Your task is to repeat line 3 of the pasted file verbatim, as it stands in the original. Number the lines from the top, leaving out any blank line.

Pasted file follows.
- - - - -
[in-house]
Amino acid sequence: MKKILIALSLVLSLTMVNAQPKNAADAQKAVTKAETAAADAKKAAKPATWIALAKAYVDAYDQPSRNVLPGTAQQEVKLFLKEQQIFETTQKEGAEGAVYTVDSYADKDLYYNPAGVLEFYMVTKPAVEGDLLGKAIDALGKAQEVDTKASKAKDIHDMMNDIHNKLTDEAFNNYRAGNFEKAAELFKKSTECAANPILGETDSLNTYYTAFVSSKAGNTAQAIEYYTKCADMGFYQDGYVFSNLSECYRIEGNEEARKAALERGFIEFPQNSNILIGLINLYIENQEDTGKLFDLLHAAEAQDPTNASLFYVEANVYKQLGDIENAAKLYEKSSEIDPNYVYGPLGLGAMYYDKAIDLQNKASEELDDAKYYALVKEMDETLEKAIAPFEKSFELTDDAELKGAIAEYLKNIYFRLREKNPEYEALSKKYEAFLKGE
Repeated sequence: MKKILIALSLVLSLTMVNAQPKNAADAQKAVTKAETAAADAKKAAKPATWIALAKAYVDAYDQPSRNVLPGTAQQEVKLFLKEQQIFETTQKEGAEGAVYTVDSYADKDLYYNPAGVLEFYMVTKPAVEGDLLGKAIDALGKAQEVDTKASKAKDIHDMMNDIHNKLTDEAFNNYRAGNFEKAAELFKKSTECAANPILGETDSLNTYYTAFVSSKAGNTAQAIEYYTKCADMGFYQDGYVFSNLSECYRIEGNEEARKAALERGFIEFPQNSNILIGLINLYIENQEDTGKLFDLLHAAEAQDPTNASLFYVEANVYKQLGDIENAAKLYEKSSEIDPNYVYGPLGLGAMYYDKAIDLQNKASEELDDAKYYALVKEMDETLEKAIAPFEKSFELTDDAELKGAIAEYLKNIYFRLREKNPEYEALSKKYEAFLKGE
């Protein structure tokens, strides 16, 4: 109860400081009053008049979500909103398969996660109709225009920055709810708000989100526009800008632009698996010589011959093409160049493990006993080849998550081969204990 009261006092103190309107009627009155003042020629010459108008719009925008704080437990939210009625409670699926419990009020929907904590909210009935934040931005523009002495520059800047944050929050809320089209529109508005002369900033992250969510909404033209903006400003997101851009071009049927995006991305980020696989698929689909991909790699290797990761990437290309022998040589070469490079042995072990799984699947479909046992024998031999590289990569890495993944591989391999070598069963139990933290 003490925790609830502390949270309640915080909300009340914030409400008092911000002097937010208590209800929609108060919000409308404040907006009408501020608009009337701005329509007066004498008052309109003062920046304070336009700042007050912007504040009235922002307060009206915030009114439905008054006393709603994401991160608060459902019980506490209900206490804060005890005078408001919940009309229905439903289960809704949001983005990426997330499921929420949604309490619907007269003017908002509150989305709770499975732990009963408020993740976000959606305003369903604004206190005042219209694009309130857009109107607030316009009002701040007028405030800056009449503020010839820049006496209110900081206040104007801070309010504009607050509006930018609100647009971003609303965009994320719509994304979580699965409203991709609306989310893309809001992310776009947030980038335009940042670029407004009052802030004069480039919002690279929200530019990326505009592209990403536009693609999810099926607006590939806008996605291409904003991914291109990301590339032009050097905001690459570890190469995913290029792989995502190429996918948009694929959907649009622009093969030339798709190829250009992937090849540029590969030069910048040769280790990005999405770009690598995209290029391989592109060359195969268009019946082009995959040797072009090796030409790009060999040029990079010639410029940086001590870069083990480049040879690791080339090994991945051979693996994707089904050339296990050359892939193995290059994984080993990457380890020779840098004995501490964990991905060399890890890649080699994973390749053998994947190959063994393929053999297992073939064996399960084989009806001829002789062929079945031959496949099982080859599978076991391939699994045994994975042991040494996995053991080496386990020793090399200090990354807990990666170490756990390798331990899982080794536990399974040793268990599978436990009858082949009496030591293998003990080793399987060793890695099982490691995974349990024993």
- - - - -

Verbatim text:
Repeated sequence: MKKILIALSLVLSLTMVNAQPKNAADAQKAVTKAETAAADAKKAAKPATWIALAKAYVDAYDQPSRNVLPGTAQQEVKLFLKEQQIFETTQKEGAEGAVYTVDSYADKDLYYNPAGVLEFYMVTKPAVEGDLLGKAIDALGKAQEVDTKASKAKDIHDMMNDIHNKLTDEAFNNYRAGNFEKAAELFKKSTECAANPILGETDSLNTYYTAFVSSKAGNTAQAIEYYTKCADMGFYQDGYVFSNLSECYRIEGNEEARKAALERGFIEFPQNSNILIGLINLYIENQEDTGKLFDLLHAAEAQDPTNASLFYVEANVYKQLGDIENAAKLYEKSSEIDPNYVYGPLGLGAMYYDKAIDLQNKASEELDDAKYYALVKEMDETLEKAIAPFEKSFELTDDAELKGAIAEYLKNIYFRLREKNPEYEALSKKYEAFLKGE